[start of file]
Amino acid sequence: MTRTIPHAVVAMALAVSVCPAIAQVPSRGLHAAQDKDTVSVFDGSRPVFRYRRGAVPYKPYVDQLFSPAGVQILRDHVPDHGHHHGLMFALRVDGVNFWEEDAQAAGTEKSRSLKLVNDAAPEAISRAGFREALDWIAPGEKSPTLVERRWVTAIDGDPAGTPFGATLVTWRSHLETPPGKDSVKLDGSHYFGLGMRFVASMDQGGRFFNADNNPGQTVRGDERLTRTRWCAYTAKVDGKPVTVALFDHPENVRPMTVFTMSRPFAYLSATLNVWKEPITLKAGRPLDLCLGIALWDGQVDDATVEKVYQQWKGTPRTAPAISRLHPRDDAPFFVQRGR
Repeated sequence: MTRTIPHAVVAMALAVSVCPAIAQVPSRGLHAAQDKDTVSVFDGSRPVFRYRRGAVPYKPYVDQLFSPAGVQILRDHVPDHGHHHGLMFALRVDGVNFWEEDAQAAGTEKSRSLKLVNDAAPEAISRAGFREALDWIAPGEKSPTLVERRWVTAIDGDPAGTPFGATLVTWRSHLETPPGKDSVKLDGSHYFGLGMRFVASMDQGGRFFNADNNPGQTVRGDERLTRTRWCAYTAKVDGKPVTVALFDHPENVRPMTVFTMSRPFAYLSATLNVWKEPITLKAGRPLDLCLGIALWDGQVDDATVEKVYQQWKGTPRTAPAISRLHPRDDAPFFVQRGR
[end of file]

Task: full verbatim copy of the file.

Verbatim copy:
Amino acid sequence: MTRTIPHAVVAMALAVSVCPAIAQVPSRGLHAAQDKDTVSVFDGSRPVFRYRRGAVPYKPYVDQLFSPAGVQILRDHVPDHGHHHGLMFALRVDGVNFWEEDAQAAGTEKSRSLKLVNDAAPEAISRAGFREALDWIAPGEKSPTLVERRWVTAIDGDPAGTPFGATLVTWRSHLETPPGKDSVKLDGSHYFGLGMRFVASMDQGGRFFNADNNPGQTVRGDERLTRTRWCAYTAKVDGKPVTVALFDHPENVRPMTVFTMSRPFAYLSATLNVWKEPITLKAGRPLDLCLGIALWDGQVDDATVEKVYQQWKGTPRTAPAISRLHPRDDAPFFVQRGR
Repeated sequence: MTRTIPHAVVAMALAVSVCPAIAQVPSRGLHAAQDKDTVSVFDGSRPVFRYRRGAVPYKPYVDQLFSPAGVQILRDHVPDHGHHHGLMFALRVDGVNFWEEDAQAAGTEKSRSLKLVNDAAPEAISRAGFREALDWIAPGEKSPTLVERRWVTAIDGDPAGTPFGATLVTWRSHLETPPGKDSVKLDGSHYFGLGMRFVASMDQGGRFFNADNNPGQTVRGDERLTRTRWCAYTAKVDGKPVTVALFDHPENVRPMTVFTMSRPFAYLSATLNVWKEPITLKAGRPLDLCLGIALWDGQVDDATVEKVYQQWKGTPRTAPAISRLHPRDDAPFFVQRGR